As chief human resources officer at Cardinal Health, Ola Snow has had an extensive career in human capital management. She is particularly passionate about employee wellness, which is a mandate and mission at Cardinal Health. This conversation follows an earlier one and dives deeper into Cardinal Health’s culture and its support for employee mental health.
You have a huge range of employees in your workforce. How do you go about creating employee well-being?
Our approach to wellness is to meet people where they are in their lives’ continuum. While there are differences in our workforce, the areas of physical well-being, personal and mental health well-being, and financial well-being resonate with all our employees.
Whether it's providing affordable child care, helping with elder care, or finding a pathway to college for employees -- we provide benefits and services that help employees navigate areas of difficulty and stress.
Can you talk about the evolution of how Cardinal Health stepped up to address mental health and stress?
We started a journey around mental health long before the pandemic. We saw a need to address priority health conditions within our employee population that had been increasing since 2017. In studying the data, we recognized that there was a healthcare crisis relating to mental health.
In 2018, we initiated our Mind Matters Program. Our primary goal was to provide resources to support employees in need. Our secondary goal was to create an open and supportive culture of mental health, to remove the stigma of asking for help, especially in the workplace.
We started by talking about what our global Employee Assistance Program (EAP) services could provide. But when the pandemic occurred, Mind Matters took on a life of its own. Like most employees in healthcare, our workers were suffering from burnout and stress. They were taking on new roles as teachers for their children and facing so much uncertainty because of the pandemic.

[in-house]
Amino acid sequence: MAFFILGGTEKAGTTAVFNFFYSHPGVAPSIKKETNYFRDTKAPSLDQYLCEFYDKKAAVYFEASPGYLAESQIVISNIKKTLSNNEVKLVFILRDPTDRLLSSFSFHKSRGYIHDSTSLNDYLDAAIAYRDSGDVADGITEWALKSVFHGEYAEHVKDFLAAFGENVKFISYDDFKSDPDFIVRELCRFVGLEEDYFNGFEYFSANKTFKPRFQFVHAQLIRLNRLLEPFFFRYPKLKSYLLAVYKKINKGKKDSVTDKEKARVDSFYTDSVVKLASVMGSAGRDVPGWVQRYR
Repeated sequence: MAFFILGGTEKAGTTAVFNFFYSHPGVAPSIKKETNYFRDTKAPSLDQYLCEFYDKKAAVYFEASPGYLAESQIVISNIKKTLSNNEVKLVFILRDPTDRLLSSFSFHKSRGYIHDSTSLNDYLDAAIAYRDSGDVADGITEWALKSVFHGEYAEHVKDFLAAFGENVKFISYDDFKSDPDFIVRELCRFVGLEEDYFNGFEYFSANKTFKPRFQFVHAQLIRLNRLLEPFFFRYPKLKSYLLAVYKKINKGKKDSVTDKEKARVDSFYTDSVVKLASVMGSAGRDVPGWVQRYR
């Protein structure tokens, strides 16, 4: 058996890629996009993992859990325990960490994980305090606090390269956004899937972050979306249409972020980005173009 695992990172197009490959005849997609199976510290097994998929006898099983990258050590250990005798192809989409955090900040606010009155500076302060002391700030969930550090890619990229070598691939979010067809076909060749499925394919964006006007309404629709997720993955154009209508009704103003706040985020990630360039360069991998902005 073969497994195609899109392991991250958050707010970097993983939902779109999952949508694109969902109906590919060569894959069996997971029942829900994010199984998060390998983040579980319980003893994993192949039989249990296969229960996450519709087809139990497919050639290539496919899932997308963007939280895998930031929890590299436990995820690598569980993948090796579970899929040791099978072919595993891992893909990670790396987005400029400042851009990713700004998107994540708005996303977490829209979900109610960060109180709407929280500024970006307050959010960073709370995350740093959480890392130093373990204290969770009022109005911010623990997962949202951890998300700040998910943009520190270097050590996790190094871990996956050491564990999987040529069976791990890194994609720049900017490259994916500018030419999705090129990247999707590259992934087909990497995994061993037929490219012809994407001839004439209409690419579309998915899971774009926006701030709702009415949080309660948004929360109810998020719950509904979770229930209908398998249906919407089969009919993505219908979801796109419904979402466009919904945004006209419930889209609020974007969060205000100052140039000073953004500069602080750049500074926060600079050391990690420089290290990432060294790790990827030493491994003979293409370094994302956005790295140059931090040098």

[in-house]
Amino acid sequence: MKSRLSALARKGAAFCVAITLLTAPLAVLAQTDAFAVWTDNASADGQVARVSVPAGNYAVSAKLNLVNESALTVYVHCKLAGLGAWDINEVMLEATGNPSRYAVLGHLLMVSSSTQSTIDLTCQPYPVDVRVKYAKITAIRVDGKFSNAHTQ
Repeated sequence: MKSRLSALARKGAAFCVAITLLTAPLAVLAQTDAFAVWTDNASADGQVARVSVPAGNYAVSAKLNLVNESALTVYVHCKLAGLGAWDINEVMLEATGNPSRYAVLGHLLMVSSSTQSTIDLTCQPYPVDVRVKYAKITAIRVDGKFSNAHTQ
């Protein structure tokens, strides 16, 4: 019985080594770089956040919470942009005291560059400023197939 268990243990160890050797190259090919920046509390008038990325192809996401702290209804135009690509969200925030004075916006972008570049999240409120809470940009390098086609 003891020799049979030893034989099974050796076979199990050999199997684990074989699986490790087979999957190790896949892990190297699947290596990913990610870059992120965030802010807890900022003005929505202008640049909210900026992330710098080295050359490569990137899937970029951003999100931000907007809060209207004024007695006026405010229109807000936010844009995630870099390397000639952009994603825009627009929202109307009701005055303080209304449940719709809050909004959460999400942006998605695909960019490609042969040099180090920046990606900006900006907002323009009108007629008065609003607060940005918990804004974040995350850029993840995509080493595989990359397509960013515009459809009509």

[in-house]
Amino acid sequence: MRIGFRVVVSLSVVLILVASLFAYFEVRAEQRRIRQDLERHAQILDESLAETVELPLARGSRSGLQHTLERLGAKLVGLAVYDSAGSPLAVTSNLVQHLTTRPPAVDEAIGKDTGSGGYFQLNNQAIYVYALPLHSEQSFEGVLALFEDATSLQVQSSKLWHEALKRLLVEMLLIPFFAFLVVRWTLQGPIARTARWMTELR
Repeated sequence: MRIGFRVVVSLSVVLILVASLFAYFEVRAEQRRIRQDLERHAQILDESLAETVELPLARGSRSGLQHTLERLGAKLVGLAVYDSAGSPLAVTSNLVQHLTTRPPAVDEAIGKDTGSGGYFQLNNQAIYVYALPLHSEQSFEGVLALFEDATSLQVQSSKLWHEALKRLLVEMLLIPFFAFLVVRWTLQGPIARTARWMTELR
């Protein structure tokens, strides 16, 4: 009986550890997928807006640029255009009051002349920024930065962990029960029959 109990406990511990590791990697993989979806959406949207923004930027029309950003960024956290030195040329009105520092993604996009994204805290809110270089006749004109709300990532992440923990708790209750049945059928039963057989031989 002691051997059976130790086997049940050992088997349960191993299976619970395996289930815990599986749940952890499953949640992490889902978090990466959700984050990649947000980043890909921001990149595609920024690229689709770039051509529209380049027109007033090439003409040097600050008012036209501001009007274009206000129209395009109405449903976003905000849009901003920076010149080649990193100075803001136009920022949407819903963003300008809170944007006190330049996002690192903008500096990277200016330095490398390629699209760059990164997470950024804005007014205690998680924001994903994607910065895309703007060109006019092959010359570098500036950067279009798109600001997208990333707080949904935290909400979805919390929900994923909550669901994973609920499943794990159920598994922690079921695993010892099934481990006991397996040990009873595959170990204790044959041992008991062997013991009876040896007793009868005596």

When we saw stress levels and burnout rising, we began to leverage a comprehensive listening strategy. We did that across the board with operational employees, professional employees, and leadership. We conducted about 75 focus groups, which led us to really understand the challenges employees were facing.
Early in the pandemic, we increased the number of one-on-one counseling sessions that employees and their household members could access through our EAP. Nearly 11% took advantage of these counseling sessions, an increase of 2.5% over the previous year; those accessing more than one counseling session more than doubled in 2021 over the previous year.
We also gave employees free access to Headspace, a meditation app. We quadrupled the number of licenses during that time.
We worked with our DE&I team and all of our employee resource groups to generate in-group discussions. Mental health manifests differently for women and men, for African Americans, for military veterans, for LGBTQ+, and so on. We worked independently but collectively on the mental health message. And that continues today.
Could you describe the tangible things that came out of the meetings you held?
One of the key things that came out of our sessions was what we call the "Midweek Moment." That is a time on Wednesday afternoons when we schedule no meetings. That gives our employees a chance to think about their well-being, take a yoga class or a walk around the block. It’s time to catch up and focus on yourself. Do what you want with that time, but don’t schedule a meeting. As the pandemic began to subside, it became voluntary, but my team and many of the business leaders maintain that Midweek Moment.